Joseph Palmieri, Plaintiff-appellant, v. Mobil Oil Corporation, Defendant-appellee, 682 F.2d 295 (2d Cir. 1982)Annotate this Case
Richard W. Farrell, Stamford, Conn. (Abate, Fox & Farrell, Stamford, Conn., of counsel), for appellant.
William E. Glynn, Hartford, Conn. (Richard M. Reynolds, Scott P. Moser, John A. Danaher, III, Day, Berry & Howard, Hartford, Conn., of counsel), for appellee.
Before LUMBARD, MOORE and MESKILL, Circuit Judges.
This is an expedited appeal from an order entered on January 8, 1982 by the United States District Court for the District of Connecticut, Clarie, C. J., which denied Joseph Palmieri's application for a preliminary injunction pursuant to the Petroleum Marketing Practices Act (PMPA), 15 U.S.C. §§ 2801 et seq. On February 9, 1982, we stayed Judge Clarie's order pending this appeal.
Palmieri operates a retail gasoline station in Southington, Connecticut. On November 30, 1981 Palmieri's latest franchise agreement with Mobil Oil Corporation expired. Mobil offered to renew the franchise under an agreement containing a new formula which would substantially increase Palmieri's monthly rent. When Palmieri refused to accept the proposed agreement, Mobil notified him that his franchise would not be renewed. Palmieri responded by bringing suit alleging that Mobil's failure to renew his franchise was arbitrary, discriminatory and in violation of the PMPA.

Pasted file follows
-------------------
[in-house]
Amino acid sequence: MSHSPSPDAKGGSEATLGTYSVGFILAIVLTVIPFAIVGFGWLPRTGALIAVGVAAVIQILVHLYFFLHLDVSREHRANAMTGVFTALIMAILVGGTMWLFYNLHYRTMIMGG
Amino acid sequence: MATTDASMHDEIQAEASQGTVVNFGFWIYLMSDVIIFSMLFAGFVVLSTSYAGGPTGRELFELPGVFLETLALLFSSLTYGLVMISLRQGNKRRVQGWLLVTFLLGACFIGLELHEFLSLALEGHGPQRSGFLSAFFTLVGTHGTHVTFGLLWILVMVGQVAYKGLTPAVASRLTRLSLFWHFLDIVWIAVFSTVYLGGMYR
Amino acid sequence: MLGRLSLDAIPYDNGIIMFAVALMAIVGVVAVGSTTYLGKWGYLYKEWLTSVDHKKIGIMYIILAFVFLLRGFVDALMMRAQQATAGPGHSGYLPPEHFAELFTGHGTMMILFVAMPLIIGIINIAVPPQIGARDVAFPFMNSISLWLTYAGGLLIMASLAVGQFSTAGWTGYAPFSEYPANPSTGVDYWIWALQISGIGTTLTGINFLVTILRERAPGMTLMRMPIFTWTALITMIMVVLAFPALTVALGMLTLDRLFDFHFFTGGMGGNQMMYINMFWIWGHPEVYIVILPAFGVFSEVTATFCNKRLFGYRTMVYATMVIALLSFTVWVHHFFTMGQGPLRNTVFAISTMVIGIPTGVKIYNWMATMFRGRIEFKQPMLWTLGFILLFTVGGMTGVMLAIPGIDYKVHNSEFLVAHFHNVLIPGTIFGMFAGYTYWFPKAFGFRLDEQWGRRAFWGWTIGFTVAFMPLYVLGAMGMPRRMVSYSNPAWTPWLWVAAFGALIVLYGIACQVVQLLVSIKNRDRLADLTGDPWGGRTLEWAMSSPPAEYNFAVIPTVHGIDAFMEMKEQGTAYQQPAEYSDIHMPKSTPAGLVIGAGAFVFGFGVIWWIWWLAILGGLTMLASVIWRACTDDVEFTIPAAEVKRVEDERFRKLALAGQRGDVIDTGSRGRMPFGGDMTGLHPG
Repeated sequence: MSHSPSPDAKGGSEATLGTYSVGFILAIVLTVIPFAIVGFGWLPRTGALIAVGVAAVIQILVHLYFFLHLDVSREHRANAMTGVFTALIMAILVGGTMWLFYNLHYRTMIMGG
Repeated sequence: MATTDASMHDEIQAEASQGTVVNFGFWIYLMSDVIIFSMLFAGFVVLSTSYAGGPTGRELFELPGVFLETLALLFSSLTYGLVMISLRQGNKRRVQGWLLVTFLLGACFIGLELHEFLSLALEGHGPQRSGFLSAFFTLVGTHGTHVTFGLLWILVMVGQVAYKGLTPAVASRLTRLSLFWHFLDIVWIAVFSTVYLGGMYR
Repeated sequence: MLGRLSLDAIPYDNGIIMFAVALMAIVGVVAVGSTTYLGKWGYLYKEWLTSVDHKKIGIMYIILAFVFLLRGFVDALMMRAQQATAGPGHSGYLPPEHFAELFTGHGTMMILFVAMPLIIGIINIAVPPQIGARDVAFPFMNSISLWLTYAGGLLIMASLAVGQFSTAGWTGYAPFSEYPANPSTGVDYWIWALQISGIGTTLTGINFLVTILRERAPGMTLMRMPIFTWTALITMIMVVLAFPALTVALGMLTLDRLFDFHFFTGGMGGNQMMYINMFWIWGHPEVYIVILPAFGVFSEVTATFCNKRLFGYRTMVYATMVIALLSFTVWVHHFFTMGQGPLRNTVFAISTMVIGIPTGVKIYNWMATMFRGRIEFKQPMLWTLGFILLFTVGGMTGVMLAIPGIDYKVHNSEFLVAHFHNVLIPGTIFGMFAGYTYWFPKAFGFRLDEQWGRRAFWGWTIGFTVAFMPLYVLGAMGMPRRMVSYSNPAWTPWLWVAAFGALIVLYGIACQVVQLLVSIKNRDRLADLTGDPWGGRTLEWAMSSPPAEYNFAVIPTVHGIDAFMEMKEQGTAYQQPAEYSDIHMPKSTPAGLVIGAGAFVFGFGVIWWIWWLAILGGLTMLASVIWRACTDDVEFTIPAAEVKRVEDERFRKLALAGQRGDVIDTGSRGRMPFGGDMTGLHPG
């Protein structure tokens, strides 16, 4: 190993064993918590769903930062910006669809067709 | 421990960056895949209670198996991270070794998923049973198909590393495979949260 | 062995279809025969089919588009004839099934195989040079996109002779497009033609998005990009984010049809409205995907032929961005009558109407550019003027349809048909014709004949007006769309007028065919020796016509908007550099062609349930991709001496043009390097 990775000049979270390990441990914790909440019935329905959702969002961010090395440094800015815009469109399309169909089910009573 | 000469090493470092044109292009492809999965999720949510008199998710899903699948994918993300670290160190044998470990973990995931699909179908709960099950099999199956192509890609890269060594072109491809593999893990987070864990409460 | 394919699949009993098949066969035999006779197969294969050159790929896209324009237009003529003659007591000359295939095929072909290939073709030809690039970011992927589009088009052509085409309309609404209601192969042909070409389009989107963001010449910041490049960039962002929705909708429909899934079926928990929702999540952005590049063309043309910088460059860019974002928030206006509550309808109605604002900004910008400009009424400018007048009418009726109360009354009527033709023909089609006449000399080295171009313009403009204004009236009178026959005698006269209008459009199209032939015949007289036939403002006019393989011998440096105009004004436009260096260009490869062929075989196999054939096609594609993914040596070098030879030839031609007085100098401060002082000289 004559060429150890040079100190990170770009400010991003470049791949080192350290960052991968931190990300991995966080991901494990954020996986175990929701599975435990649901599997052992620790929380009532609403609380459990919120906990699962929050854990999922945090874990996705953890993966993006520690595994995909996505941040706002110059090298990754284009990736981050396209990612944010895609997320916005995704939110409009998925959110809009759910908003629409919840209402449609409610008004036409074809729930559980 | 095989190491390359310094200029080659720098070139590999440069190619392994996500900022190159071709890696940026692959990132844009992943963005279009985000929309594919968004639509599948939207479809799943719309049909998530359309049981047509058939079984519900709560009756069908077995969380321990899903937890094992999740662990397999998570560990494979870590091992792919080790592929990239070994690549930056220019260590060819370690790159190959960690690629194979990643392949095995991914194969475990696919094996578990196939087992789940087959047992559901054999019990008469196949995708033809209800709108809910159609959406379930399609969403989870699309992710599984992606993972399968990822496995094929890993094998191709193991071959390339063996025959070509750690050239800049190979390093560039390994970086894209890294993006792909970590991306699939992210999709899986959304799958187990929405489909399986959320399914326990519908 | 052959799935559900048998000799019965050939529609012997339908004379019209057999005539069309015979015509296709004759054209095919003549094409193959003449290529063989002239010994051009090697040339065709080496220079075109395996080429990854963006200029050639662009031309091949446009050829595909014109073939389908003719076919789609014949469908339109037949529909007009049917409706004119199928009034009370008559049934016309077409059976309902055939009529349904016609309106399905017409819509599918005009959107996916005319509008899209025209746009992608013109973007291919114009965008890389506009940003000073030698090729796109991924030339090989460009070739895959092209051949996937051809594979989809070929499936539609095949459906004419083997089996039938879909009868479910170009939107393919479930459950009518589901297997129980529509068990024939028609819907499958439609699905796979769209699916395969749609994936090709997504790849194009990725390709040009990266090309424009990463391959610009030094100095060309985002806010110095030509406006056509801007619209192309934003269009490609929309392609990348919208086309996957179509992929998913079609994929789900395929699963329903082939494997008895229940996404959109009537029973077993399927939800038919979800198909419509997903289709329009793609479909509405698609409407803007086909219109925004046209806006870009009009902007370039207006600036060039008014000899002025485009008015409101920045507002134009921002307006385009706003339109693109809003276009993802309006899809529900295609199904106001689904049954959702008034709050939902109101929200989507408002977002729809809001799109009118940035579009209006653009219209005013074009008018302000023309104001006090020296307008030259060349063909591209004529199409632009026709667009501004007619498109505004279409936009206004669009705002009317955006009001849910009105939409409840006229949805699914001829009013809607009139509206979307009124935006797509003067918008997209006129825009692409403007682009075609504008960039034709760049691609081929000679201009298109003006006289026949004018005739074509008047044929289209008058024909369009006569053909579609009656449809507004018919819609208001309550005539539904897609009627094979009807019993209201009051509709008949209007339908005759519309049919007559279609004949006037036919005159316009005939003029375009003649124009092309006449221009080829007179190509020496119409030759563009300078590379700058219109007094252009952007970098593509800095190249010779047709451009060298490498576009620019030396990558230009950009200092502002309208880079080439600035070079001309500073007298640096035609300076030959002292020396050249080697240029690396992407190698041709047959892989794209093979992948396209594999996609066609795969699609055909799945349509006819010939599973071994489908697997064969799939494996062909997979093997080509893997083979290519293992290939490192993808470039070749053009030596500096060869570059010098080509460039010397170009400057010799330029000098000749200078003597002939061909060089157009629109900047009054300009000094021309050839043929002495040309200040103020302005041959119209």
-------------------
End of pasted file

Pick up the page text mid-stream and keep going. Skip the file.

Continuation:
We agree with Judge Clarie's ruling that Palmieri failed to present evidence raising sufficiently serious questions with respect to Mobil's good faith and lack of discriminatory motive to warrant the issuance of a preliminary injunction under 15 U.S.C. § 2805. Section 2805(b) (2) provides in clear language that the franchisee bears the burden of showing that there exist "sufficiently serious questions going to the merits" to warrant the equitable relief of a preliminary injunction.1 The record fully supports Judge Clarie's ruling that Palmieri failed to meet his burden.
We also agree with Judge Clarie that the PMPA does not require a franchisor to use objectively reasonable and economically realistic criteria in determining the amount of rent to be charged for a retail gasoline franchise; it merely prohibits a franchisor from applying a rental formula in a discriminatory manner in order to drive a franchisee out of the franchise relationship. Chief Judge Clarie thoroughly and correctly addressed this issue, and we affirm on the basis of his opinion, reported at 529 F. Supp. 506 (D. Conn. 1982).
Palmieri's remaining claims do not merit discussion.
Affirmed. The mandate shall issue forthwith.
Palmieri argues that 15 U.S.C. § 2805(c), which sets forth the burdens relating to a final determination on the merits of a franchisee's PMPA action, places the burden on Mobil to prove that it acted in good faith in notifying Palmieri that his franchise would be terminated. However, because the issues in this case relate to the propriety of granting a preliminary injunction, 15 U.S.C. § 2805(b) (2) provides the appropriate burdens. Therefore, Palmieri's argument is inapposite. We express no opinion on the validity of Palmieri's interpretation of section 2805(c)